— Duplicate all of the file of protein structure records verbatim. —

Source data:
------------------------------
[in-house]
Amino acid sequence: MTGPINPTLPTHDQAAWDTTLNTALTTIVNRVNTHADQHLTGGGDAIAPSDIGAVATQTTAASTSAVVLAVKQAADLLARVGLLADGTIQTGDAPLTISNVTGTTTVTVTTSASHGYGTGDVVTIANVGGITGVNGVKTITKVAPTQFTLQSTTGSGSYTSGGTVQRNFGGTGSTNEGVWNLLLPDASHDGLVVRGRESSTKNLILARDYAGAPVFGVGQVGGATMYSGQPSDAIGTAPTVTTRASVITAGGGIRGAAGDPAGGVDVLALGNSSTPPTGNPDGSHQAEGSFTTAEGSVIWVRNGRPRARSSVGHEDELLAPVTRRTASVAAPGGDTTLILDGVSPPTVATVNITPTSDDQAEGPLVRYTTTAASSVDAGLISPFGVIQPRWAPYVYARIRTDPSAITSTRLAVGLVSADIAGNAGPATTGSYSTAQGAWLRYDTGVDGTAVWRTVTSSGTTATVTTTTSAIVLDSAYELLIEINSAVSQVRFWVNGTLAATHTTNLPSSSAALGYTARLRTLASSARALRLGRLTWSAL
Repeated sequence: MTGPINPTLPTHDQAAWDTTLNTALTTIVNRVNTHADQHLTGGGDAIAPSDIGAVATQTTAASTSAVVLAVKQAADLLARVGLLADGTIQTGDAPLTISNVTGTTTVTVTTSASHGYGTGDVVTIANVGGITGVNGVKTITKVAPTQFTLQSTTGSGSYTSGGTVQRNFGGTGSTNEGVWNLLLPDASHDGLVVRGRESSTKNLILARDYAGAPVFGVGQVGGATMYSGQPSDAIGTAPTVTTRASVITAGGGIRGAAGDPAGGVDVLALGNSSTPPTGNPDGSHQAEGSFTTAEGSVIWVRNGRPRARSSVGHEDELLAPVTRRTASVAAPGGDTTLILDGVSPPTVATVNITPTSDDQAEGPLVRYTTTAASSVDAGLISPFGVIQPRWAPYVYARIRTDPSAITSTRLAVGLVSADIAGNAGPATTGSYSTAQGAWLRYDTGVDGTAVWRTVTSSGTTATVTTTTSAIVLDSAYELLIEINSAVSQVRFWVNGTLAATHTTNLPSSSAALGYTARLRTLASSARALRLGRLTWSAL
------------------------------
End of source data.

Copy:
[in-house]
Amino acid sequence: MTGPINPTLPTHDQAAWDTTLNTALTTIVNRVNTHADQHLTGGGDAIAPSDIGAVATQTTAASTSAVVLAVKQAADLLARVGLLADGTIQTGDAPLTISNVTGTTTVTVTTSASHGYGTGDVVTIANVGGITGVNGVKTITKVAPTQFTLQSTTGSGSYTSGGTVQRNFGGTGSTNEGVWNLLLPDASHDGLVVRGRESSTKNLILARDYAGAPVFGVGQVGGATMYSGQPSDAIGTAPTVTTRASVITAGGGIRGAAGDPAGGVDVLALGNSSTPPTGNPDGSHQAEGSFTTAEGSVIWVRNGRPRARSSVGHEDELLAPVTRRTASVAAPGGDTTLILDGVSPPTVATVNITPTSDDQAEGPLVRYTTTAASSVDAGLISPFGVIQPRWAPYVYARIRTDPSAITSTRLAVGLVSADIAGNAGPATTGSYSTAQGAWLRYDTGVDGTAVWRTVTSSGTTATVTTTTSAIVLDSAYELLIEINSAVSQVRFWVNGTLAATHTTNLPSSSAALGYTARLRTLASSARALRLGRLTWSAL
Repeated sequence: MTGPINPTLPTHDQAAWDTTLNTALTTIVNRVNTHADQHLTGGGDAIAPSDIGAVATQTTAASTSAVVLAVKQAADLLARVGLLADGTIQTGDAPLTISNVTGTTTVTVTTSASHGYGTGDVVTIANVGGITGVNGVKTITKVAPTQFTLQSTTGSGSYTSGGTVQRNFGGTGSTNEGVWNLLLPDASHDGLVVRGRESSTKNLILARDYAGAPVFGVGQVGGATMYSGQPSDAIGTAPTVTTRASVITAGGGIRGAAGDPAGGVDVLALGNSSTPPTGNPDGSHQAEGSFTTAEGSVIWVRNGRPRARSSVGHEDELLAPVTRRTASVAAPGGDTTLILDGVSPPTVATVNITPTSDDQAEGPLVRYTTTAASSVDAGLISPFGVIQPRWAPYVYARIRTDPSAITSTRLAVGLVSADIAGNAGPATTGSYSTAQGAWLRYDTGVDGTAVWRTVTSSGTTATVTTTTSAIVLDSAYELLIEINSAVSQVRFWVNGTLAATHTTNLPSSSAALGYTARLRTLASSARALRLGRLTWSAL